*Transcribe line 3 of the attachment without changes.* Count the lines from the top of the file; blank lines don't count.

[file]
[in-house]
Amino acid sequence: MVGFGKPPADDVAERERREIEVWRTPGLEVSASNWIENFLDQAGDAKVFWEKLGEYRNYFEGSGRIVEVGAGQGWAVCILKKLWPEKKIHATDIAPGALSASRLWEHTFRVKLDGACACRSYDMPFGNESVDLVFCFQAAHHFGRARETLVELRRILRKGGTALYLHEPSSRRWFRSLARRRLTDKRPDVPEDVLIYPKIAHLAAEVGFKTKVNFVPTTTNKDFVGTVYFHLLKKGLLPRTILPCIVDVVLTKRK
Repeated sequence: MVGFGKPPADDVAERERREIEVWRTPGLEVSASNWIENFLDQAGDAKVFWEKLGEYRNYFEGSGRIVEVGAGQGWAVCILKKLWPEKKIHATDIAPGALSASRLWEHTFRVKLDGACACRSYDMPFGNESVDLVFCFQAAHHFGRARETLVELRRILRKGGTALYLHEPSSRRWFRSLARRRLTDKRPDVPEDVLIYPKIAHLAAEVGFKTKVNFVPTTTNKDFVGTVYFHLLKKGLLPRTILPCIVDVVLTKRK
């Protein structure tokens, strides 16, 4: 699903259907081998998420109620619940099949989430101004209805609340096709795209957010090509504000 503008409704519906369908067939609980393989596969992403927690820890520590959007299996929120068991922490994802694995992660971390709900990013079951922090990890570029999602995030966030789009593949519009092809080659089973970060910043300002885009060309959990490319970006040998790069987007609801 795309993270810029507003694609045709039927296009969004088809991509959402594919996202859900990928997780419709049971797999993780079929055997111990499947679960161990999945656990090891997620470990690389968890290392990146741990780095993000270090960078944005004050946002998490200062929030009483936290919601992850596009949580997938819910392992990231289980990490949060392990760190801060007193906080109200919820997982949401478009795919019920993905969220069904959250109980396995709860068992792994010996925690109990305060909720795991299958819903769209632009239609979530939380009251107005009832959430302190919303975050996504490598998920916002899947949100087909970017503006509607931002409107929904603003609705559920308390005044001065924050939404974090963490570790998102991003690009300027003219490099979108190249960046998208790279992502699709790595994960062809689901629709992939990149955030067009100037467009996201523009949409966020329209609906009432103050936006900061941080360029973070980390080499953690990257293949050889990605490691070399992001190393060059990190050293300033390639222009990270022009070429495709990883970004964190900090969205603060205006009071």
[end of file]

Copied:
Repeated sequence: MVGFGKPPADDVAERERREIEVWRTPGLEVSASNWIENFLDQAGDAKVFWEKLGEYRNYFEGSGRIVEVGAGQGWAVCILKKLWPEKKIHATDIAPGALSASRLWEHTFRVKLDGACACRSYDMPFGNESVDLVFCFQAAHHFGRARETLVELRRILRKGGTALYLHEPSSRRWFRSLARRRLTDKRPDVPEDVLIYPKIAHLAAEVGFKTKVNFVPTTTNKDFVGTVYFHLLKKGLLPRTILPCIVDVVLTKRK